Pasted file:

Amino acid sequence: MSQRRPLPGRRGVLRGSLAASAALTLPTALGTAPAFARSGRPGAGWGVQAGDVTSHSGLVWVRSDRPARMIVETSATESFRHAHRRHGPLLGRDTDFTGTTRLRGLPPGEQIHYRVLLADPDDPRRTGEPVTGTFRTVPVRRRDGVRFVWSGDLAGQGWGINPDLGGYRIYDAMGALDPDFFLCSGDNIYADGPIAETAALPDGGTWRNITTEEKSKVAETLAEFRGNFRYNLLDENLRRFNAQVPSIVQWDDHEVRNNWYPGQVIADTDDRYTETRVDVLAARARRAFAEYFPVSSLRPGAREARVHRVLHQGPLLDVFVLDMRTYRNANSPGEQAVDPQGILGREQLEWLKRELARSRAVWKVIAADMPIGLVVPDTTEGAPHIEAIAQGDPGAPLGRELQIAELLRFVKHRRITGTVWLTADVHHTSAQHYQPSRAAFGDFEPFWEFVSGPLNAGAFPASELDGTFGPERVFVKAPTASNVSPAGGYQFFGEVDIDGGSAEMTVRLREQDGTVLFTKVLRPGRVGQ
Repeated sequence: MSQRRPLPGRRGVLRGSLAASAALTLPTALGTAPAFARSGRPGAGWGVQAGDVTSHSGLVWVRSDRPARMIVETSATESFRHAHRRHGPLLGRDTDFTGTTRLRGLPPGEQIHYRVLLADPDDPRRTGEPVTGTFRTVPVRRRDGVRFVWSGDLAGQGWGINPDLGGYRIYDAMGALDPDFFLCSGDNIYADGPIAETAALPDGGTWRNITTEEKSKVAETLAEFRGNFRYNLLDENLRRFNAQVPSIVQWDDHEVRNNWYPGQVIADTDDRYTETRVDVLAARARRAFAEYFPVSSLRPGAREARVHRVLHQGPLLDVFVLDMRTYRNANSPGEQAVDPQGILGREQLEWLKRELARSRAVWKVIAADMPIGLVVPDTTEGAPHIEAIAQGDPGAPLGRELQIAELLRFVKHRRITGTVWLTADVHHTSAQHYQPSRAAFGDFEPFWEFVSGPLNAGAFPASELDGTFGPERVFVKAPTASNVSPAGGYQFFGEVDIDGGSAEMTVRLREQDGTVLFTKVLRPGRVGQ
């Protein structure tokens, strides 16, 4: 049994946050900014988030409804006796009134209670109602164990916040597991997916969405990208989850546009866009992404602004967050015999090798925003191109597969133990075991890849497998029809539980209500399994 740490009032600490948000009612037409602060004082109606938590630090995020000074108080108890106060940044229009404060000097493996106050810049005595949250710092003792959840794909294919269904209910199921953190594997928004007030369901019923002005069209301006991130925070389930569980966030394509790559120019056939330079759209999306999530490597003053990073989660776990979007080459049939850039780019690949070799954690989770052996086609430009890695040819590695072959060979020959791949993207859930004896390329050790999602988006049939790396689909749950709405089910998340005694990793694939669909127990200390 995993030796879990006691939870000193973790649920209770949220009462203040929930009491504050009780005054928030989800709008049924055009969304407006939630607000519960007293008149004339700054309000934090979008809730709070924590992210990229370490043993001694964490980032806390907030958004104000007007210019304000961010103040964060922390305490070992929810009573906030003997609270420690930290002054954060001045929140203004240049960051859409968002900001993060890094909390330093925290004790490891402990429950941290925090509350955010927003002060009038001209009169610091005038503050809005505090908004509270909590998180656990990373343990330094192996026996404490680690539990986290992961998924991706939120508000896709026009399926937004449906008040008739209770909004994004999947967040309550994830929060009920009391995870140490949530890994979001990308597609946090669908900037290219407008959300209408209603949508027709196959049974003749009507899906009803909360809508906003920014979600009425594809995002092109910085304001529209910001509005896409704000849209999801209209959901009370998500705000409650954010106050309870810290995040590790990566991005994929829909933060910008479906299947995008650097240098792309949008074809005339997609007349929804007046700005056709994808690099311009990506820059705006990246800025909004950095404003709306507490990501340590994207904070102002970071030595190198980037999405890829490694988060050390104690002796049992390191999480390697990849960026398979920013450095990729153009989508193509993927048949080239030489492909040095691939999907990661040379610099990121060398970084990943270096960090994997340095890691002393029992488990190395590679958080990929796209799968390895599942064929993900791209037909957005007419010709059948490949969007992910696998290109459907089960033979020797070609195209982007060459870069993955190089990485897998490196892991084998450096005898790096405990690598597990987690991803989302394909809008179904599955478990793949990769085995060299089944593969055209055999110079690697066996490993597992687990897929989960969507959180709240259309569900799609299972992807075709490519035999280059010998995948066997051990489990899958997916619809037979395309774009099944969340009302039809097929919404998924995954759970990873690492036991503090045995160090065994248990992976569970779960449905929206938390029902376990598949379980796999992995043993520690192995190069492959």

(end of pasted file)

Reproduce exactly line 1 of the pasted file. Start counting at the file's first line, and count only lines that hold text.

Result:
Amino acid sequence: MSQRRPLPGRRGVLRGSLAASAALTLPTALGTAPAFARSGRPGAGWGVQAGDVTSHSGLVWVRSDRPARMIVETSATESFRHAHRRHGPLLGRDTDFTGTTRLRGLPPGEQIHYRVLLADPDDPRRTGEPVTGTFRTVPVRRRDGVRFVWSGDLAGQGWGINPDLGGYRIYDAMGALDPDFFLCSGDNIYADGPIAETAALPDGGTWRNITTEEKSKVAETLAEFRGNFRYNLLDENLRRFNAQVPSIVQWDDHEVRNNWYPGQVIADTDDRYTETRVDVLAARARRAFAEYFPVSSLRPGAREARVHRVLHQGPLLDVFVLDMRTYRNANSPGEQAVDPQGILGREQLEWLKRELARSRAVWKVIAADMPIGLVVPDTTEGAPHIEAIAQGDPGAPLGRELQIAELLRFVKHRRITGTVWLTADVHHTSAQHYQPSRAAFGDFEPFWEFVSGPLNAGAFPASELDGTFGPERVFVKAPTASNVSPAGGYQFFGEVDIDGGSAEMTVRLREQDGTVLFTKVLRPGRVGQ